One of my favourite films ever and the first I remember seeing Hercules in. Not a central role by any means though worth it for the discus throw and for managing to get several crew mates squashed when he awakens Talos.

 

more a pub Hercules, the sort you could just talk to, he would listen and not judge

The casting was as normal, though the actor in this instance, Nigel Green, was more actor than strongman and chosen because he was an actor who happened to be big. This film didn’t seem to do him much harm as he was cast the following year as Colonel Frank Bourne in Zulu.

Hercules against the Moon Men (1964)

Really. This really happened.

You get the sense that the Italian film Industry was finally running out of vehicles for Hercules, though, as we’ll see later, this isn’t the most baffling Hercules film. In short men from the Moon invade and Hercules faces a weird monkey type creature, a Batman-esque spike trap and Redolphis, a baddie who looks like a metallic Aztec sex toy.

 

Redolphis comes with three different speed settings

The man in the loincloth was Sergio Ciani an Italian bodybuilder who had doubled for Steve Reeves and who changed his name to Alan Steel, presumably for marketing reasons (no offence but ‘Alan’ really?).

 

100% pure Steel, well, actually no.

Hercules in New York (1969)

As mentioned earlier Reg Park was a big name in bodybuilding and he suggested to one chap he was mentoring that he should give acting a go. The chap in question was a 22 year old Arnold Schwarzenegger and the rest is history.

The film is utterly bizarre, kitsch and tongue-in-cheek only works if you get across that you know this is the case and are in on it. Sequences which involve riding a chariot in Central Park, wrestling the least convincing bear in film history and scaring a woman on a plane by appearing on the other side of the window require watching as words cannot frame it (it’s all on Youtube).

No real bears were harmed in the making of this film. Some careers were

In much later interview Arnie admitted he regretted being in this film. Think on that.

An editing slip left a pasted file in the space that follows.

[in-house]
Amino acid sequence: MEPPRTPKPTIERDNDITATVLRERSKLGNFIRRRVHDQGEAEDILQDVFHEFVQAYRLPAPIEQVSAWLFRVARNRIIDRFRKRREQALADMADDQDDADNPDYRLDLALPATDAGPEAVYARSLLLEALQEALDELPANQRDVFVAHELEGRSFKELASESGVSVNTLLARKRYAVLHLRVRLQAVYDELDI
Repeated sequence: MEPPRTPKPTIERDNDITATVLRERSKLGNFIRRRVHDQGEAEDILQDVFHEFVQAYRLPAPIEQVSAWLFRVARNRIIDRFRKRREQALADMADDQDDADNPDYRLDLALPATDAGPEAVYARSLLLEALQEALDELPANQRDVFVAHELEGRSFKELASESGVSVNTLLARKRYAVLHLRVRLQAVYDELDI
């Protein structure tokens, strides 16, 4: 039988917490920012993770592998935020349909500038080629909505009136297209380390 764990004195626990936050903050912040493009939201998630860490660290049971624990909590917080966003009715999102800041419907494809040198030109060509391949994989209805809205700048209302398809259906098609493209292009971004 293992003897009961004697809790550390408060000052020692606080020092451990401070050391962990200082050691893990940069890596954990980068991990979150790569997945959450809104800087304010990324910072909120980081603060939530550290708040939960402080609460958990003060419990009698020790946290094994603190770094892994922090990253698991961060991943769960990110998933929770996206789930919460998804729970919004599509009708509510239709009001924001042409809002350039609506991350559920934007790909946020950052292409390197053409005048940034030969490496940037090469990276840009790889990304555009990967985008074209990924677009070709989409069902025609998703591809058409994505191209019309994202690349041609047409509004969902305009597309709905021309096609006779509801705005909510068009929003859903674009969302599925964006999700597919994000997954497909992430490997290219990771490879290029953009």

Hercules (1983)

Presumably in an attempt to wipe the minds of Arnie’s outing the Italians decided to reclaim the Hercules franchise with a little help from Lou Ferrigno (Incredible Hulk). Who also starred in the 1985 sequel, The Adventures of Hercules.

 

cheeky

Ferrigno was Arnie’s upcoming rival in the bodybuilding world (something covered in the documentary Pumping Iron which has several unintentionally hilarious moments). Perhaps he wanted to score one on his old rival and thus we have a bear-fighting scene which is marginally better and can be seen here (around the 2 minute mark). At least it has a shot of a real bear in it.

It was critically received and won awards, namely the Razzie for Worst New Star (Ferrigno) and Worst Supporting Actress (Sybil Danning).

Hercules (2014)

Chances are you’ve seen this one in which Hercules faces the mammoth task of deciding whether he’s a myth or real, or a myth, or a legend, or a legend of a real myth. It’s fun and if nothing is worth the price to watch Ian McShane channel Frankie Howerd from Up Pompeii and Joseph Fiennes steal the scenes as a sneaky Eurystheus.

 

if he could only get some Nemean shoes….

In fairness the film does try and place or at least deal with concepts of truth and legend, a notable example being how centaurs may have been inspired by horseback archers. There’s also an interesting angle on PTSD and how it may be something not exclusive to modern generations (I did an article on this some time ago). I get the sense that this more cerebral aspect owes more to the film being based on a comic book than anything else but still it’s nice to have something between The Rock flexing and throwing people around.

 

 

 

Ever wondered where Hercules’ famous Labours took him? Here’s a nice attempt (link here) to place them on a map.

1.

Nemean Lion

2.

Hydra

3.

Cerynitian Hind

4.

Erymanthian Boar

5.

Augeian Stables

6.

Stymphalian Birds

7.

Cretan Bull

8.

Mares of Diomedes

9.

Amazons

10.

Geryon

11

Hesperides

12

Cerebus

by Edward Steichen

Isadora Duncan at the Parthenon, Athens, 1920

(via horrorlordd)